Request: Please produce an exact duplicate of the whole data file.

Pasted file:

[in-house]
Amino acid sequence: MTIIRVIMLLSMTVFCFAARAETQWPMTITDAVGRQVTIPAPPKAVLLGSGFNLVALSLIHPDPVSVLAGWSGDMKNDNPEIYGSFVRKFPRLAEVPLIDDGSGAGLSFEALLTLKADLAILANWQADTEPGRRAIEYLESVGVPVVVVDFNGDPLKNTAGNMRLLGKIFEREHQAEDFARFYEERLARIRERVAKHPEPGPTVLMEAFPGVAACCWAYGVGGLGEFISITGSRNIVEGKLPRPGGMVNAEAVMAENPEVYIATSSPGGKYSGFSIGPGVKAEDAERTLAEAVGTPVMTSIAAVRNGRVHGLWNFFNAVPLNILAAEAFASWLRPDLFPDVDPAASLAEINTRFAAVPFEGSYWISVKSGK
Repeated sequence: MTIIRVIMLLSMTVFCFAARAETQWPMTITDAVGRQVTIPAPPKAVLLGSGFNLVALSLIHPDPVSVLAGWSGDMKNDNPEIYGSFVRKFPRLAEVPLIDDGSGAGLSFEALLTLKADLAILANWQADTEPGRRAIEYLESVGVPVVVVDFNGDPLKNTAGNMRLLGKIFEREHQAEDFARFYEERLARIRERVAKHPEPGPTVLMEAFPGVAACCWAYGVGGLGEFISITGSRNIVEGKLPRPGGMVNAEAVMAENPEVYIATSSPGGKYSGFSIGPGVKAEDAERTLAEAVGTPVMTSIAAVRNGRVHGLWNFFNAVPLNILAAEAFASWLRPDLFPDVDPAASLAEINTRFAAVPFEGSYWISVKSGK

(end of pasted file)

[in-house]
Amino acid sequence: MTIIRVIMLLSMTVFCFAARAETQWPMTITDAVGRQVTIPAPPKAVLLGSGFNLVALSLIHPDPVSVLAGWSGDMKNDNPEIYGSFVRKFPRLAEVPLIDDGSGAGLSFEALLTLKADLAILANWQADTEPGRRAIEYLESVGVPVVVVDFNGDPLKNTAGNMRLLGKIFEREHQAEDFARFYEERLARIRERVAKHPEPGPTVLMEAFPGVAACCWAYGVGGLGEFISITGSRNIVEGKLPRPGGMVNAEAVMAENPEVYIATSSPGGKYSGFSIGPGVKAEDAERTLAEAVGTPVMTSIAAVRNGRVHGLWNFFNAVPLNILAAEAFASWLRPDLFPDVDPAASLAEINTRFAAVPFEGSYWISVKSGK
Repeated sequence: MTIIRVIMLLSMTVFCFAARAETQWPMTITDAVGRQVTIPAPPKAVLLGSGFNLVALSLIHPDPVSVLAGWSGDMKNDNPEIYGSFVRKFPRLAEVPLIDDGSGAGLSFEALLTLKADLAILANWQADTEPGRRAIEYLESVGVPVVVVDFNGDPLKNTAGNMRLLGKIFEREHQAEDFARFYEERLARIRERVAKHPEPGPTVLMEAFPGVAACCWAYGVGGLGEFISITGSRNIVEGKLPRPGGMVNAEAVMAENPEVYIATSSPGGKYSGFSIGPGVKAEDAERTLAEAVGTPVMTSIAAVRNGRVHGLWNFFNAVPLNILAAEAFASWLRPDLFPDVDPAASLAEINTRFAAVPFEGSYWISVKSGK